1. Combine the flour, yeast, and salt in a food processor. Turn the machine on and add 1 cup water and the oil through the feed tube.

2. Process for about 30 seconds, adding more water, a little at a time, until the mixture forms a ball and is slightly sticky to the touch. If it is still dry, add another tablespoon or two of water and process for another 10 seconds. (In the unlikely event that the mixture is too sticky, add flour a tablespoon at a time.)

3. Turn the dough onto a floured work surface and knead by hand for a few seconds to form a smooth, round dough ball. Put the dough in a bowl and cover with plastic wrap; let rise until the dough doubles in size, 1 to 2 hours. (You can cut this rising time short if you’re in a hurry, or you can let the dough rise more slowly, in the refrigerator, for up to 6 or 8 hours.) Proceed to Step 4 or wrap the dough tightly in plastic wrap or a zipper bag and freeze for up to a month. (Defrost in the bag or a covered bowl in the refrigerator or at room temperature; bring to room temperature before shaping.)

4. When the dough is ready, form it into a ball and divide it into 2 or more pieces if you like; roll each piece into a round ball. Put each ball on a lightly floured surface, sprinkle with flour, and cover with plastic wrap or a towel. Let rest until they puff slightly, about 20 minutes.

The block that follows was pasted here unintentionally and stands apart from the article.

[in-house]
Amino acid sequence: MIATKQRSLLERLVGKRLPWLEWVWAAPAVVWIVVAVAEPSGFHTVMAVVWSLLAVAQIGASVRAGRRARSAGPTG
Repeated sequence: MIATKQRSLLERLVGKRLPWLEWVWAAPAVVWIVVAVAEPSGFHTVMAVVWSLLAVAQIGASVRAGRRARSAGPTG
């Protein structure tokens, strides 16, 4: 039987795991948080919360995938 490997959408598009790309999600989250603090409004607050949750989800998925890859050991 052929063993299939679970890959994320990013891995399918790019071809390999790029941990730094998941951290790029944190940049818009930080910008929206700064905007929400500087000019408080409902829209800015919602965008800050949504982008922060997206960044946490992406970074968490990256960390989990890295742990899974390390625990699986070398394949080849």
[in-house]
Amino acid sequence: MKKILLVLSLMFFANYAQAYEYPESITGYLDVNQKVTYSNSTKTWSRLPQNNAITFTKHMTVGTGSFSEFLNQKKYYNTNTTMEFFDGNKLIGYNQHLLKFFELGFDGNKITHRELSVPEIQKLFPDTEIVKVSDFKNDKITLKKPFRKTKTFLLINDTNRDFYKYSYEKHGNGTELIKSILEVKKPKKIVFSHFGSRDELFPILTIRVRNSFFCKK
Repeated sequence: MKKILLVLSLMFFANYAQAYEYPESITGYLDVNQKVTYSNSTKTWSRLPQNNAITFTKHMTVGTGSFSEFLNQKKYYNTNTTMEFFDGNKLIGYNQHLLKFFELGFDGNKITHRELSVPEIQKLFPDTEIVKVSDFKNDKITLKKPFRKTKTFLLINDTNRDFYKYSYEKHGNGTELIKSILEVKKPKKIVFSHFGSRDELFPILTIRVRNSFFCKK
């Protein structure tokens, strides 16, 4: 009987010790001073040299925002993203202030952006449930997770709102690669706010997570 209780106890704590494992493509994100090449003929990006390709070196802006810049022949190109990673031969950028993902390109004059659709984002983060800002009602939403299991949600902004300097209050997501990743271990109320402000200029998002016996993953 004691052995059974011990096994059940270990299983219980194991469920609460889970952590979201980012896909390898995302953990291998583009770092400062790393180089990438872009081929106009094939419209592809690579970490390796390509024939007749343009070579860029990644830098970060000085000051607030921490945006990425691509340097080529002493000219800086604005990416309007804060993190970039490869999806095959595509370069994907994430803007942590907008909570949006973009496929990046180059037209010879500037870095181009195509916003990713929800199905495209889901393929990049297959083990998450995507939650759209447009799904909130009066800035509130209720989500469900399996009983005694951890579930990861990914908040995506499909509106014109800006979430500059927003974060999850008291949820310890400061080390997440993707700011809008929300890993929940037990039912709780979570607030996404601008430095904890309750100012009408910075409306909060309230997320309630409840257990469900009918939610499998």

Now, this procedure specifies using a food processor, which I really recommend.  I've been mixing my own honey whole wheat dough recipe by hand for years, but the next time I'll use the processor for it. For Bittman's recipe you can use a stand mixer with a paddle attachment, then a dough hook when it gets tough.

My notes:  You can use one packet of Active Dry Yeast instead of two teaspoons of instant yeast.  I use two cups of white flour to one cup of whole wheat flour, then white is used for all additional flour; resulting somewhere between a 2:1 to 3:1 ratio.  The more whole wheat flour, the more water will be required.  Add the water slowly or else you'll end up with a dough puddle.  Once pulled out of the processor, it needs very little kneading.  If you tend to make pizza for two folks, then this recipe is good for three separate six-slice pizzas.  You can freeze the extra dough for three to four weeks.  When you defrost it later, make sure you leave it out until it has that nice extra-soft texture.